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Sunday, September 09, 2018

Digital transformation still in the early stages | Commentary - University World News

"In the digital world, digital devices and technologies are everywhere, connecting people in their social and professional lives" says Nadine Burquel, international higher education expert and director of Business School Services at EFMD and Anja Busch, international accreditations officer at EM Strasbourg Business School, University of Strasbourg, France. 
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What are the implications for higher education institutions?

How can they best prepare students for the digital world, not only by delivering cutting-edge knowledge about the opportunities and challenges technology offers, but also by making students fully digitally competent for new jobs that do not even exist today?...

The impact on teaching
In his 2015 article “Why the Education Sector is Ripe for Digital Disruption”, Rob Buckley points out that education processes and structures have barely changed over the past decades whereas other industries have been highly disrupted.

He argues that at higher education level the two main reasons are, on the one hand, the “shortage of educators with the necessary skills in both teaching and the domains being taught” and, on the other hand, “the time it takes a student to learn and understand a subject in sufficient depth and breadth to be able to use it in practice”.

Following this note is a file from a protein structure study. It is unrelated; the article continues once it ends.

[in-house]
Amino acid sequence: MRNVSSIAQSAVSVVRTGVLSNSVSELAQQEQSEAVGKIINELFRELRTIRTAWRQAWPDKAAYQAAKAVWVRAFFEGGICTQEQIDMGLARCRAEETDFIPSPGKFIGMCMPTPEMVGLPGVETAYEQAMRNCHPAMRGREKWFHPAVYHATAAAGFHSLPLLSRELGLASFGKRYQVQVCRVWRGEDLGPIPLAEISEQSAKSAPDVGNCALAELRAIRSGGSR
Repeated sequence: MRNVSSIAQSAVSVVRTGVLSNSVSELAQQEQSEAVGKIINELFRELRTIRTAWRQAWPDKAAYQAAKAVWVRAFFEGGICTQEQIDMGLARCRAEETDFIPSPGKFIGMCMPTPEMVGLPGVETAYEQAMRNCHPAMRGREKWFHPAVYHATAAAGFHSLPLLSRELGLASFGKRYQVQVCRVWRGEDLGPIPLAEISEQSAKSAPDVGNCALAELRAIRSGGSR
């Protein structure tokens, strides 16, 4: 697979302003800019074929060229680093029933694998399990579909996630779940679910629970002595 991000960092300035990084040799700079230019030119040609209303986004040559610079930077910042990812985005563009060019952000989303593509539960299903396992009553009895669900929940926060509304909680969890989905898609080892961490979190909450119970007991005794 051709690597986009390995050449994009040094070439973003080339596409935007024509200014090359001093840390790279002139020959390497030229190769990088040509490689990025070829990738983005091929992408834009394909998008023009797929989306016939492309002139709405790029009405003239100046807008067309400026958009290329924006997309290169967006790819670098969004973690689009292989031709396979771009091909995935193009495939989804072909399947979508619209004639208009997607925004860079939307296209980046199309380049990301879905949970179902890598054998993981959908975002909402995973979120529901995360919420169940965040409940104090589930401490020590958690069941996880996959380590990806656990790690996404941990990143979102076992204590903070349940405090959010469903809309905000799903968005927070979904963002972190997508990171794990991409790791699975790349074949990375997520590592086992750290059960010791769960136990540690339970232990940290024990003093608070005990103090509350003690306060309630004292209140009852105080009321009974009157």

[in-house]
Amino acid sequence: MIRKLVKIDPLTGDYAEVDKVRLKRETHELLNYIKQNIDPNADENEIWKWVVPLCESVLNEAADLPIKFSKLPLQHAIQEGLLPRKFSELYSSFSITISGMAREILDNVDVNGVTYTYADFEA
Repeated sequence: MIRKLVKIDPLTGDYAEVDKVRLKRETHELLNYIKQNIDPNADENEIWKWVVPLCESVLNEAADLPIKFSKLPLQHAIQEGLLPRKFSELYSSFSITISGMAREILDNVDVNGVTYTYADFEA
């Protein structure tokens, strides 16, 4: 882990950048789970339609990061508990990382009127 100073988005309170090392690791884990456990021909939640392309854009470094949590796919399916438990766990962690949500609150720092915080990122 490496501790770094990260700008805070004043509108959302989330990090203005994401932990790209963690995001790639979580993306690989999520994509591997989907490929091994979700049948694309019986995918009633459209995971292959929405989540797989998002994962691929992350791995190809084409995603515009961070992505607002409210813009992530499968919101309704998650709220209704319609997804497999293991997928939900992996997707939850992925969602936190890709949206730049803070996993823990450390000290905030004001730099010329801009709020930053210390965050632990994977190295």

Buckley predicts that it will be the role of the lecturer that will mostly be changed during the next revolution of tertiary education.  

Building on distance learning platforms, virtual learning environments, learning management systems, MOOCs (massive open online courses), SPOCs (small private online courses) and flipped classrooms, the sector will include learning analytics, adaptive learning technologies and gamification in order to create individualised, tailored, accelerated and more effective learning.
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Photo: University World News
Too much academic research is being published by Philip G Altbach, research professor and founding director and Hans de Wit, director of the Center for International Higher Education at Boston College, United States.

Source: University World News